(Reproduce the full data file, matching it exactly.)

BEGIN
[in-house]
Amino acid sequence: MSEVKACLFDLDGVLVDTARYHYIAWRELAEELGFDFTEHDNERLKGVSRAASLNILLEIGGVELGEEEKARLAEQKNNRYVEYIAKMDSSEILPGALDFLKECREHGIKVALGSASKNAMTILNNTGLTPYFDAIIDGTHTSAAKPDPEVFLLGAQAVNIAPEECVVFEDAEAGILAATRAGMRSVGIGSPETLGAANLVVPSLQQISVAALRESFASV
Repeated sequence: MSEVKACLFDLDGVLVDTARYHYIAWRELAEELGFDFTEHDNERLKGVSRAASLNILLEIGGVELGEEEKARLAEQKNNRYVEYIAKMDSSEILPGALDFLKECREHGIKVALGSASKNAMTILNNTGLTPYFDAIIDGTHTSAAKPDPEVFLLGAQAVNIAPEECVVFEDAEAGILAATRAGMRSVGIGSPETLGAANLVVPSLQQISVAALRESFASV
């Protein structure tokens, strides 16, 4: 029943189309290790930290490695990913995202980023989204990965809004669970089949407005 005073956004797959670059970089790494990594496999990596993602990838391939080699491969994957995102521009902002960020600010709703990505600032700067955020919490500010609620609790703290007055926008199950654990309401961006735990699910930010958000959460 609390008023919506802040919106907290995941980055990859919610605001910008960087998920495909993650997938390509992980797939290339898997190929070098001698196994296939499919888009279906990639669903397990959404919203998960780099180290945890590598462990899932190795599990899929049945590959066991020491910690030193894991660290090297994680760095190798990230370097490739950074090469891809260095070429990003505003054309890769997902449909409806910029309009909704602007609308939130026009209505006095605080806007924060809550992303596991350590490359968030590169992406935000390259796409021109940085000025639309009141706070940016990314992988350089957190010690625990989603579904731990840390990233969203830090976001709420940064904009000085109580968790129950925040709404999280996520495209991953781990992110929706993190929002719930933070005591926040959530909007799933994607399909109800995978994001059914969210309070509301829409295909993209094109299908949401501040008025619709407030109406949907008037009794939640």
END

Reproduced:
[in-house]
Amino acid sequence: MSEVKACLFDLDGVLVDTARYHYIAWRELAEELGFDFTEHDNERLKGVSRAASLNILLEIGGVELGEEEKARLAEQKNNRYVEYIAKMDSSEILPGALDFLKECREHGIKVALGSASKNAMTILNNTGLTPYFDAIIDGTHTSAAKPDPEVFLLGAQAVNIAPEECVVFEDAEAGILAATRAGMRSVGIGSPETLGAANLVVPSLQQISVAALRESFASV
Repeated sequence: MSEVKACLFDLDGVLVDTARYHYIAWRELAEELGFDFTEHDNERLKGVSRAASLNILLEIGGVELGEEEKARLAEQKNNRYVEYIAKMDSSEILPGALDFLKECREHGIKVALGSASKNAMTILNNTGLTPYFDAIIDGTHTSAAKPDPEVFLLGAQAVNIAPEECVVFEDAEAGILAATRAGMRSVGIGSPETLGAANLVVPSLQQISVAALRESFASV
């Protein structure tokens, strides 16, 4: 029943189309290790930290490695990913995202980023989204990965809004669970089949407005 005073956004797959670059970089790494990594496999990596993602990838391939080699491969994957995102521009902002960020600010709703990505600032700067955020919490500010609620609790703290007055926008199950654990309401961006735990699910930010958000959460 609390008023919506802040919106907290995941980055990859919610605001910008960087998920495909993650997938390509992980797939290339898997190929070098001698196994296939499919888009279906990639669903397990959404919203998960780099180290945890590598462990899932190795599990899929049945590959066991020491910690030193894991660290090297994680760095190798990230370097490739950074090469891809260095070429990003505003054309890769997902449909409806910029309009909704602007609308939130026009209505006095605080806007924060809550992303596991350590490359968030590169992406935000390259796409021109940085000025639309009141706070940016990314992988350089957190010690625990989603579904731990840390990233969203830090976001709420940064904009000085109580968790129950925040709404999280996520495209991953781990992110929706993190929002719930933070005591926040959530909007799933994607399909109800995978994001059914969210309070509301829409295909993209094109299908949401501040008025619709407030109406949907008037009794939640």